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The artwork used to show cost in coins.
The artwork used to show cost in Potions.
The artwork used to show cost in Debt.

The cost of a card or Event is the amount that must be paid in order to buy it. A card's cost is indicated in its lower left corner, and an Event's cost is indicated in its upper left corner. Usually this is some number of coins, symbolized Coin.png. In order to be able to buy something, you must have generated at least the requisite number of Coin.png and Potion.png earlier in the turn (and not yet spent them on other cards or Events). The principal way of generating Coin.png is by playing Action and Treasure cards; Coin tokens and the Event BorrowBorrow.jpg provide alternative ways of accumulating Coin.png.


[edit] Other symbols in costs

The costs of some cards from Alchemy include a PotionPotion.jpg, symbolized Potion.png, in addition to some number of Coin.png (possibly 0). The Coin.png and Potion.png components of costs are orthogonal; in order to buy a card with Potion.png in the cost, you must have played a PotionPotion.jpg card in addition to sufficient Actions, Treasures, etc. to produce the requisite number of Coin.png.

An asterisk (e.g., Coin0star.png) indicates a card's cost is not what it seems. Cards belonging to piles not in the Supply have asterisks in their costs to remind players that, despite having a cost, they cannot be bought. PeddlerPeddler.jpg has an asterisk in its cost to remind players it has an effect which changes its cost.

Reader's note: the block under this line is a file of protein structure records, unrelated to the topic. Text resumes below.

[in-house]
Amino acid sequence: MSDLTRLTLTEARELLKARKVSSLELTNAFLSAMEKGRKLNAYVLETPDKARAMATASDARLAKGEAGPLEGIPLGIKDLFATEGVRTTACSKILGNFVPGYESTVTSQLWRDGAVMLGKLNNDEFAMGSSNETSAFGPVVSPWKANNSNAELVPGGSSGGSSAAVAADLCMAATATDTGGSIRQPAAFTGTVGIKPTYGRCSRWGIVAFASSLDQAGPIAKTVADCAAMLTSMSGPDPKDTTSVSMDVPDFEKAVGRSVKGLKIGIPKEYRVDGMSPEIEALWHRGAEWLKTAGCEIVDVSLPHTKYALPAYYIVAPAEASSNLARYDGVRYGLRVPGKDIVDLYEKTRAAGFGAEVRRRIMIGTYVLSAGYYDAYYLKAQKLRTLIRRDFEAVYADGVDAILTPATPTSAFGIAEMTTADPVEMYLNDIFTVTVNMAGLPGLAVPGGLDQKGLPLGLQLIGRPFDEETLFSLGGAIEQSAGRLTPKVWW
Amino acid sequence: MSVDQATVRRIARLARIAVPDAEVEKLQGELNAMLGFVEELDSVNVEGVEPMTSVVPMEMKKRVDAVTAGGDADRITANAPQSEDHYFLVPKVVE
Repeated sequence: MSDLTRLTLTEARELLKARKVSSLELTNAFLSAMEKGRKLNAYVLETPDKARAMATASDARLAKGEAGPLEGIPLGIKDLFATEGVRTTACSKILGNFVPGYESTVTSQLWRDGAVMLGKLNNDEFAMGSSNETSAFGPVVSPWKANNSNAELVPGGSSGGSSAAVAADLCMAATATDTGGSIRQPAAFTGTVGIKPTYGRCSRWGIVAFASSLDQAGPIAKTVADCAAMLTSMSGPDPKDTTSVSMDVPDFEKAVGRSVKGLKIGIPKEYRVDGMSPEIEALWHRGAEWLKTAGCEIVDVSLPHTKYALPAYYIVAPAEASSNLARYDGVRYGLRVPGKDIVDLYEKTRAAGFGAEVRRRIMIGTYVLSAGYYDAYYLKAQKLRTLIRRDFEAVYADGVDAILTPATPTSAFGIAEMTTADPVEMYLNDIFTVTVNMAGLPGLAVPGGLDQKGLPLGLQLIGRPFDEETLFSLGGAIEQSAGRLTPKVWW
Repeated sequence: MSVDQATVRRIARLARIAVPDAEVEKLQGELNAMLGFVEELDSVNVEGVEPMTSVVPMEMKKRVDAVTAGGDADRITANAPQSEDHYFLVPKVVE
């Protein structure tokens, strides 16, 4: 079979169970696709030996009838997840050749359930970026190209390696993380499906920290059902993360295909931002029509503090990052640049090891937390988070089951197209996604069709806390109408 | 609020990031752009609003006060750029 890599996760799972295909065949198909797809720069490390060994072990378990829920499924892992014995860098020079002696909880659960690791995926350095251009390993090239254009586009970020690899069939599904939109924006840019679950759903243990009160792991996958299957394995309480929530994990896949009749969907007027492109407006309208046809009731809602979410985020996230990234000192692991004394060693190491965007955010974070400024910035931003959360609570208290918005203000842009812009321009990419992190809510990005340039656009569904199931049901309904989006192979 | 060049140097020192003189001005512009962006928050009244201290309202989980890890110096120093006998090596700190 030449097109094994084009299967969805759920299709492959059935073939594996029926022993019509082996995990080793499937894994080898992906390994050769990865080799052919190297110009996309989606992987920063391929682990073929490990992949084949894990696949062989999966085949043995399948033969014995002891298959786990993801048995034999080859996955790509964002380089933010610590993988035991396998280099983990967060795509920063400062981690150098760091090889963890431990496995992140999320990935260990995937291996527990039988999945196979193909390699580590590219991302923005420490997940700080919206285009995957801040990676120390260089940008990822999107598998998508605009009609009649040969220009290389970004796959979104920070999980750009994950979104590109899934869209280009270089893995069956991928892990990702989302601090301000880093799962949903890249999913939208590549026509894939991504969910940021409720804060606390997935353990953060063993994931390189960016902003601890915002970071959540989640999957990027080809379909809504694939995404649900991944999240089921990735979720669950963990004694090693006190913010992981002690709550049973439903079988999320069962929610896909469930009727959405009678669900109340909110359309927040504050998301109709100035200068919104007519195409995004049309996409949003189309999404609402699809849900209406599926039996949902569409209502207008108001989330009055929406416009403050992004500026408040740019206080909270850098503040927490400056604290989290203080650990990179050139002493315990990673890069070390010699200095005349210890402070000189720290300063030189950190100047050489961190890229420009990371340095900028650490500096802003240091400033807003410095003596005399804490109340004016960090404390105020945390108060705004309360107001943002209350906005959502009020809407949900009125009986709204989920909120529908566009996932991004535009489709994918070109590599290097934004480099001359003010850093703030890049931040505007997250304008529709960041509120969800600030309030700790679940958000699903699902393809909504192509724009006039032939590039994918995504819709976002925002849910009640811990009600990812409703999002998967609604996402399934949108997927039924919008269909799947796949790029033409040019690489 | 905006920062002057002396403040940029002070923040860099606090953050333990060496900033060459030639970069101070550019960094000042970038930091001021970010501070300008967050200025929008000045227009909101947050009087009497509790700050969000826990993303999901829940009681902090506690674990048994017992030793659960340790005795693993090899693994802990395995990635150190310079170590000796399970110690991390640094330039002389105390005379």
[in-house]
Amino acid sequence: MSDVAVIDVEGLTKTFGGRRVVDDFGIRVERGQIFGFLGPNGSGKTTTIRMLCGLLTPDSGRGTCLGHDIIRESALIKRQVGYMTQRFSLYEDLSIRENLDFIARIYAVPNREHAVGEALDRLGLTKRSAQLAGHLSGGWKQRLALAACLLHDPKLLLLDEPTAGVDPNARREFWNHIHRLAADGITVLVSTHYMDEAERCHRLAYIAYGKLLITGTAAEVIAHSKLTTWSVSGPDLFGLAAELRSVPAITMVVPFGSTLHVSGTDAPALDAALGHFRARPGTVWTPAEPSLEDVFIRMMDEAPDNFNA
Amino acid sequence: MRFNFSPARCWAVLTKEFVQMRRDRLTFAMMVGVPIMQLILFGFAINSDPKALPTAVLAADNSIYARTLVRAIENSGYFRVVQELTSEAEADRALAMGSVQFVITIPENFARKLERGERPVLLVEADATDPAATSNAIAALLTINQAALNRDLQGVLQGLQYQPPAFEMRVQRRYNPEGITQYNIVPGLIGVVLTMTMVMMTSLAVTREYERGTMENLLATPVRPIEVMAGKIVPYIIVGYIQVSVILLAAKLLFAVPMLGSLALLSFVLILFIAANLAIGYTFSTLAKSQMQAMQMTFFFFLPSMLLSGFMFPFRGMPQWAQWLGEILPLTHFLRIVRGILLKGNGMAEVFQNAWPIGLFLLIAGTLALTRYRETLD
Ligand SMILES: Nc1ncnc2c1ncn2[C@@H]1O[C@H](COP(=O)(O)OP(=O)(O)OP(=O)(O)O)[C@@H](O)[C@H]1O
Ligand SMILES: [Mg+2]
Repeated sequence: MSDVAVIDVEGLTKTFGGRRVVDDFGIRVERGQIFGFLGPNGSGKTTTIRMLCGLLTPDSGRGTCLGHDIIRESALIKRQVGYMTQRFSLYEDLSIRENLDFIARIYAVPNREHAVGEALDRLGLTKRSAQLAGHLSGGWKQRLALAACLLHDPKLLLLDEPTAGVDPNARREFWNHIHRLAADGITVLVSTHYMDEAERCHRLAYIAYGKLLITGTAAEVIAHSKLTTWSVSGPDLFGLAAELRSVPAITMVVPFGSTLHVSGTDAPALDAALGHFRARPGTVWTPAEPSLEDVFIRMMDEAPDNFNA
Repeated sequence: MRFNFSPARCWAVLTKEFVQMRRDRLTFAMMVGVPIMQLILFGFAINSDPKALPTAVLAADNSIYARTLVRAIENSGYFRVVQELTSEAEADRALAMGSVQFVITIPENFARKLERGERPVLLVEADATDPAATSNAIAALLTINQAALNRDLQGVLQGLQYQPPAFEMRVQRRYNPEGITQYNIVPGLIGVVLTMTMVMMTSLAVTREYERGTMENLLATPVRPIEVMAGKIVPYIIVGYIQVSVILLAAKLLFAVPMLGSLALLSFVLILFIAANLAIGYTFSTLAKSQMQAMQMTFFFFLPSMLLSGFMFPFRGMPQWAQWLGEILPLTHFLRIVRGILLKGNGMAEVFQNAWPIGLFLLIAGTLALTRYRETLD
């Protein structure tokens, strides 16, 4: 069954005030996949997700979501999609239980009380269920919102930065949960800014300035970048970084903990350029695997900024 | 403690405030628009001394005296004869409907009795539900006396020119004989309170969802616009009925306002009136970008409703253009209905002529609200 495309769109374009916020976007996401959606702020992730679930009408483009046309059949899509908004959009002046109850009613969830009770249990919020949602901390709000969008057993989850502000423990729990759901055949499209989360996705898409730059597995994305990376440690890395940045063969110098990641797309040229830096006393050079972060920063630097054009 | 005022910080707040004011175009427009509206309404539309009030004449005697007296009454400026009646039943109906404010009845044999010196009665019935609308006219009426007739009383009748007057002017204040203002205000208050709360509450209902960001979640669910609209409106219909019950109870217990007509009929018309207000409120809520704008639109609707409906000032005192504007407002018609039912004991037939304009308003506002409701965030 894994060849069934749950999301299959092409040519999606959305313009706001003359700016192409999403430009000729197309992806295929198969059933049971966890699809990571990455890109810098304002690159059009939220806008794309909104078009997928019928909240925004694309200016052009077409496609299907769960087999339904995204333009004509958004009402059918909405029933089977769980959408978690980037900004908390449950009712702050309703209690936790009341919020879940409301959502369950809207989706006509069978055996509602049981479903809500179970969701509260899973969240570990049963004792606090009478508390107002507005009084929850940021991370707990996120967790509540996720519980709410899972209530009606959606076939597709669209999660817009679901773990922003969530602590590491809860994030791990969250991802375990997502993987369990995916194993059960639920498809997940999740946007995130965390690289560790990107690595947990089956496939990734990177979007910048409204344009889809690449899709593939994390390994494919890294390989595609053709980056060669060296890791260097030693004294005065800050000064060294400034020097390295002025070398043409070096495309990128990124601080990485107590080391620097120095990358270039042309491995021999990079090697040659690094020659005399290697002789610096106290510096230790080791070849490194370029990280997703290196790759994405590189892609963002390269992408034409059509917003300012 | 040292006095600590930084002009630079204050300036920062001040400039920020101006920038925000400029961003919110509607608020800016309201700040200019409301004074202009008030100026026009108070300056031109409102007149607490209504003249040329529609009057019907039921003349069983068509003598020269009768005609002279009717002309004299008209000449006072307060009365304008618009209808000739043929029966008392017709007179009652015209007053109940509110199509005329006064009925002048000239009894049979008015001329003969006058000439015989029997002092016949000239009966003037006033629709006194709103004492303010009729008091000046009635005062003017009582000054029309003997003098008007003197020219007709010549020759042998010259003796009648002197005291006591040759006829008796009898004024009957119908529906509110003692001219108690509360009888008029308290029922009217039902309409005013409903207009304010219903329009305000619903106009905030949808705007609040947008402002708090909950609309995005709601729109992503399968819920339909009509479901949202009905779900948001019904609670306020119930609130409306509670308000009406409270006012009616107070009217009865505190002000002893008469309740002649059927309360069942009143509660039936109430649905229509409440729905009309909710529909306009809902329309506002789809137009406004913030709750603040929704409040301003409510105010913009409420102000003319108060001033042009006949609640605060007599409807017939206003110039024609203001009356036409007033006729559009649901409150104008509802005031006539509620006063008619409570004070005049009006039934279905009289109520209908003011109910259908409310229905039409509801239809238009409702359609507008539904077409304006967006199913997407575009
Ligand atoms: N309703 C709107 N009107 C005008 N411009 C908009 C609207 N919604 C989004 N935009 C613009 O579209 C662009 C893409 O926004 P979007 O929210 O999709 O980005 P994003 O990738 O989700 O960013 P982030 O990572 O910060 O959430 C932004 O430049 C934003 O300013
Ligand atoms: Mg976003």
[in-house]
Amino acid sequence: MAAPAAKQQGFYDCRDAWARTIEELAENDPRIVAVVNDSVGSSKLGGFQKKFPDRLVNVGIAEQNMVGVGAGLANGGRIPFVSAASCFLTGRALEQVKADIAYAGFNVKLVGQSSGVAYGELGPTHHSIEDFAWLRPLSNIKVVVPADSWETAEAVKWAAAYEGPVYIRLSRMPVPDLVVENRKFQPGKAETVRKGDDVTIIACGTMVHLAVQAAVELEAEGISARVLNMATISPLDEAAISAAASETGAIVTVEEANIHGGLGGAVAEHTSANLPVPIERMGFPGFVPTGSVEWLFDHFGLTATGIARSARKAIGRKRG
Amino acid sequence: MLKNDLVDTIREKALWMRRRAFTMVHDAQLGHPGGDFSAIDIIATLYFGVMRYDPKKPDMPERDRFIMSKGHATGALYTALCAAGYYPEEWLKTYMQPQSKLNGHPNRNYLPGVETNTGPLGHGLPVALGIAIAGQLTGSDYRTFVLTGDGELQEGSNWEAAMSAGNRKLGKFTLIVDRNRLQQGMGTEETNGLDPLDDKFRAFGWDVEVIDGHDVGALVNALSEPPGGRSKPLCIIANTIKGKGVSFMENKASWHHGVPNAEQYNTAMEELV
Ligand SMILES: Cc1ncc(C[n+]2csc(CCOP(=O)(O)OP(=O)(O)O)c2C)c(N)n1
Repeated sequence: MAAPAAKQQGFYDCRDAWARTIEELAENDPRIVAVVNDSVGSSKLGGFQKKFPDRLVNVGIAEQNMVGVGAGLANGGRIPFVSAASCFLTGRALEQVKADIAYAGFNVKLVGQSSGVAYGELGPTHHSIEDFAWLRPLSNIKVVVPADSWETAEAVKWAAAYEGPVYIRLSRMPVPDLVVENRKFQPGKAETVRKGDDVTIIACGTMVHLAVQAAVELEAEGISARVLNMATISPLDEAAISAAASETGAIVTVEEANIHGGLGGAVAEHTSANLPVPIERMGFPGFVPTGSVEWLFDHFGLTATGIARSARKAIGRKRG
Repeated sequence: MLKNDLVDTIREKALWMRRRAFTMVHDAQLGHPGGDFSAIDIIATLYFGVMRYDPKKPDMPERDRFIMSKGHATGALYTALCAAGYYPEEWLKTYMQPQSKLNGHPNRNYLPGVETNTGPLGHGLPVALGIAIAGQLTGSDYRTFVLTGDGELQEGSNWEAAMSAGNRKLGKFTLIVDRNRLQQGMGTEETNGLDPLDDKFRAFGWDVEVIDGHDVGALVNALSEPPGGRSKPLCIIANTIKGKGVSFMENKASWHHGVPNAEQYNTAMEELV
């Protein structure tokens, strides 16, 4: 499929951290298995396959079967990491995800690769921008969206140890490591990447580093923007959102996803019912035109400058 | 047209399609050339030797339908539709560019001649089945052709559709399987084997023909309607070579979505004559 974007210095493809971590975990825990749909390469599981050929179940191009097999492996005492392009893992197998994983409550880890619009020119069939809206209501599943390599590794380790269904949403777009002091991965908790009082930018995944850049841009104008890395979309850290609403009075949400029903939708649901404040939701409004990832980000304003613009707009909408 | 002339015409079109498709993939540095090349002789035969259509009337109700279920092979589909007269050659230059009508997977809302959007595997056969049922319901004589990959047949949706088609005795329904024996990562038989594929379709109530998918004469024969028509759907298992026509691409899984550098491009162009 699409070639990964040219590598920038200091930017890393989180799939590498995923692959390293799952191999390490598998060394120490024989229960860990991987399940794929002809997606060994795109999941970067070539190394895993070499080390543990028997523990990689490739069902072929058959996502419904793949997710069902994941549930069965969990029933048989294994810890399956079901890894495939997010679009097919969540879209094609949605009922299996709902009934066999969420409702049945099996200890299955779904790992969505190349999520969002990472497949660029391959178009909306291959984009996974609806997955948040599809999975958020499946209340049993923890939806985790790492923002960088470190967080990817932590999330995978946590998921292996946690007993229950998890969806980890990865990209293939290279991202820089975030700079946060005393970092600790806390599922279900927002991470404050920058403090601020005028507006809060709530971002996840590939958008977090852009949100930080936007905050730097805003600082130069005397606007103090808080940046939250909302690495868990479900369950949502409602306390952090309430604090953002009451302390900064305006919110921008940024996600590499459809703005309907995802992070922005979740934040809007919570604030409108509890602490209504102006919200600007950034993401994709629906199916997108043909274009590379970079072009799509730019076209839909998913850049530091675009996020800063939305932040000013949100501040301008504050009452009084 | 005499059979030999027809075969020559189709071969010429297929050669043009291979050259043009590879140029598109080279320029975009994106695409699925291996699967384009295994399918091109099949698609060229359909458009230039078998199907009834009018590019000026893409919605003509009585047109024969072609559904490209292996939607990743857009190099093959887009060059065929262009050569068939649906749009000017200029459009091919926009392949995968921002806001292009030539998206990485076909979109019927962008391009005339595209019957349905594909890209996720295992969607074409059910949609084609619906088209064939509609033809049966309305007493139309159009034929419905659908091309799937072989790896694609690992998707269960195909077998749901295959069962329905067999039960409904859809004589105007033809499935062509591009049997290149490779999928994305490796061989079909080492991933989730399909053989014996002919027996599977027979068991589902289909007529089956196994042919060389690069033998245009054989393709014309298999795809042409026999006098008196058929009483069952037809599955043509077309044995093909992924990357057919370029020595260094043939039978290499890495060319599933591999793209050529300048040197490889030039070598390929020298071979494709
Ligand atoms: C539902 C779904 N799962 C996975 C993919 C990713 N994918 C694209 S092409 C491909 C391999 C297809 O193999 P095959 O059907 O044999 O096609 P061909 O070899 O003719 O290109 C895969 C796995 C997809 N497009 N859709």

The costs of some cards from Guilds include a plus sign (e.g., Coin3plus.png), which indicates that a card may be overpaid for.

Asterisk and plus signs are only reminders; unless otherwise specified, a card still has its normal cost for all purposes described below.

Some cards in Empires include Debt in their cost, symbolized Debt.png. This means that part or all of the cost of the card can be paid for in Coin.png at a later time. While Coin.png is used to pay off Debt.png, the costs on the cards themselves are orthogonal; a cost in Debt.png is neither more nor less than a cost in Coin.png, for the purposes of effects that care about costs.

[edit] Other functions of costs

Costs can serve other functions in gameplay, outside of their role in buying something. For example, most gainers and several trashing attacks can only gain or trash cards of specified costs; most trash-for-benefit cards have effects that depend on the cost of the trashed card; a card's cost determines whether it is eligible to serve as the Bane for Young WitchYoung Witch.jpg, be imitated by Band of MisfitsBand of Misfits.jpg or OverlordOverlord.jpg, or be set aside by PrincePrince.jpg, InheritanceInheritance.jpg or SummonSummon.jpg. For this reason, all cards have costs, even those that it is never possible to buy, such as Shelters and Prizes.

[edit] Changes in cost